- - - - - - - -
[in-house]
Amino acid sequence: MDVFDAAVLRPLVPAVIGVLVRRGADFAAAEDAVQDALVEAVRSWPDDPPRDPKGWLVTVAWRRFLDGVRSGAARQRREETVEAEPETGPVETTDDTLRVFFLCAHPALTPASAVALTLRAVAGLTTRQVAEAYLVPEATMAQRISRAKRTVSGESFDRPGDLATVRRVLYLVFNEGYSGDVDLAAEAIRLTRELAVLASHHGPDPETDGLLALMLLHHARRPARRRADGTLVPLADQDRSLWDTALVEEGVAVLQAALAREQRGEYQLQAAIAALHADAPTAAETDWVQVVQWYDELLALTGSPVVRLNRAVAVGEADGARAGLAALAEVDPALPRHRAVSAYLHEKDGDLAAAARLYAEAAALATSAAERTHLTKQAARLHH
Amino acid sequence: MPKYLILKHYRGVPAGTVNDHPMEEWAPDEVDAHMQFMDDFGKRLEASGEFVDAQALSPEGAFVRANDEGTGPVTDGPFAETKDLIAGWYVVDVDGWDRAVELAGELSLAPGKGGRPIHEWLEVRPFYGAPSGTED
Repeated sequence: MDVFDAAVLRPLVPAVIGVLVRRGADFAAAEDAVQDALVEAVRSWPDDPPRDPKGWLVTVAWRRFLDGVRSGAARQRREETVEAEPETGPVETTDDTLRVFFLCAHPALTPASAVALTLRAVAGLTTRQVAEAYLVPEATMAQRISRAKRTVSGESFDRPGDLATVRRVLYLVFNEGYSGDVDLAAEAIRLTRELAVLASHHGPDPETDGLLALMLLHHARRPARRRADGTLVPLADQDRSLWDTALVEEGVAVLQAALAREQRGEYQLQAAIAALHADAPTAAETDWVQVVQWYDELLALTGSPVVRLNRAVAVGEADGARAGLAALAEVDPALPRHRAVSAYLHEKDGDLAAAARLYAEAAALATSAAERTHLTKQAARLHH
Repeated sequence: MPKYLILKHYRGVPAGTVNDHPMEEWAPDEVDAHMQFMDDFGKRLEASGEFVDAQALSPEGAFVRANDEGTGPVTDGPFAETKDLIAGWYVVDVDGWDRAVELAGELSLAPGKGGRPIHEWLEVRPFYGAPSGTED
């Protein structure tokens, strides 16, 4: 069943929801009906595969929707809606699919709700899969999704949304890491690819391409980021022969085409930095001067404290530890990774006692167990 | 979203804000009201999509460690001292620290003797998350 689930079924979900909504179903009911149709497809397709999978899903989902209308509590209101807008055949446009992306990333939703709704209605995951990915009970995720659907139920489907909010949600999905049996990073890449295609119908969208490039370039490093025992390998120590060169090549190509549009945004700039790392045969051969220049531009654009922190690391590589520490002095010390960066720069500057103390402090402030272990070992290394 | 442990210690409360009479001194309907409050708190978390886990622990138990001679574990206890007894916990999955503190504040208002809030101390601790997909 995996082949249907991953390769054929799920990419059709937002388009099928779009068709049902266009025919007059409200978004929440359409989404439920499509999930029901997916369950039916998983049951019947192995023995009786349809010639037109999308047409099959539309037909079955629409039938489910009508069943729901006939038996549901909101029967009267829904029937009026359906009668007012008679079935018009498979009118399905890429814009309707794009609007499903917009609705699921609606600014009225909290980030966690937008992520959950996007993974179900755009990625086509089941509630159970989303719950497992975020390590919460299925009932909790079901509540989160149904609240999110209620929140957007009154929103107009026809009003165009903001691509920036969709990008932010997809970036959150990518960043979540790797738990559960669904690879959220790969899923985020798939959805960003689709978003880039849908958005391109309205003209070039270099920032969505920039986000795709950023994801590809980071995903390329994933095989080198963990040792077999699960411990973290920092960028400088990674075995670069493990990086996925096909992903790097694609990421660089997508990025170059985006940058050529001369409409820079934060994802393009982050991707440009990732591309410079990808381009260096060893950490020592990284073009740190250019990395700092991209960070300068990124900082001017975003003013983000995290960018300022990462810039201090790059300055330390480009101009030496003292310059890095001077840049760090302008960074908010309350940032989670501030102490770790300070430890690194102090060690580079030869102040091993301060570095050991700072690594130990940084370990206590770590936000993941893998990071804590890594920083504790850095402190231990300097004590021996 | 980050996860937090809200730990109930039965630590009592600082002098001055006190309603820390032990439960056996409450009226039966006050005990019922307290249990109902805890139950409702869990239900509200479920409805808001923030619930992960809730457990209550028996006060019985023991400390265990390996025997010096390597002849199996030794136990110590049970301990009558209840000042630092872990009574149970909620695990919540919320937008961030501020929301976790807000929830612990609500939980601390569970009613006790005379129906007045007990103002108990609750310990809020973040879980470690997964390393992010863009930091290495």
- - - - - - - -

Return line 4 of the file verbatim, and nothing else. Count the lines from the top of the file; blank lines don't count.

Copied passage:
Repeated sequence: MDVFDAAVLRPLVPAVIGVLVRRGADFAAAEDAVQDALVEAVRSWPDDPPRDPKGWLVTVAWRRFLDGVRSGAARQRREETVEAEPETGPVETTDDTLRVFFLCAHPALTPASAVALTLRAVAGLTTRQVAEAYLVPEATMAQRISRAKRTVSGESFDRPGDLATVRRVLYLVFNEGYSGDVDLAAEAIRLTRELAVLASHHGPDPETDGLLALMLLHHARRPARRRADGTLVPLADQDRSLWDTALVEEGVAVLQAALAREQRGEYQLQAAIAALHADAPTAAETDWVQVVQWYDELLALTGSPVVRLNRAVAVGEADGARAGLAALAEVDPALPRHRAVSAYLHEKDGDLAAAARLYAEAAALATSAAERTHLTKQAARLHH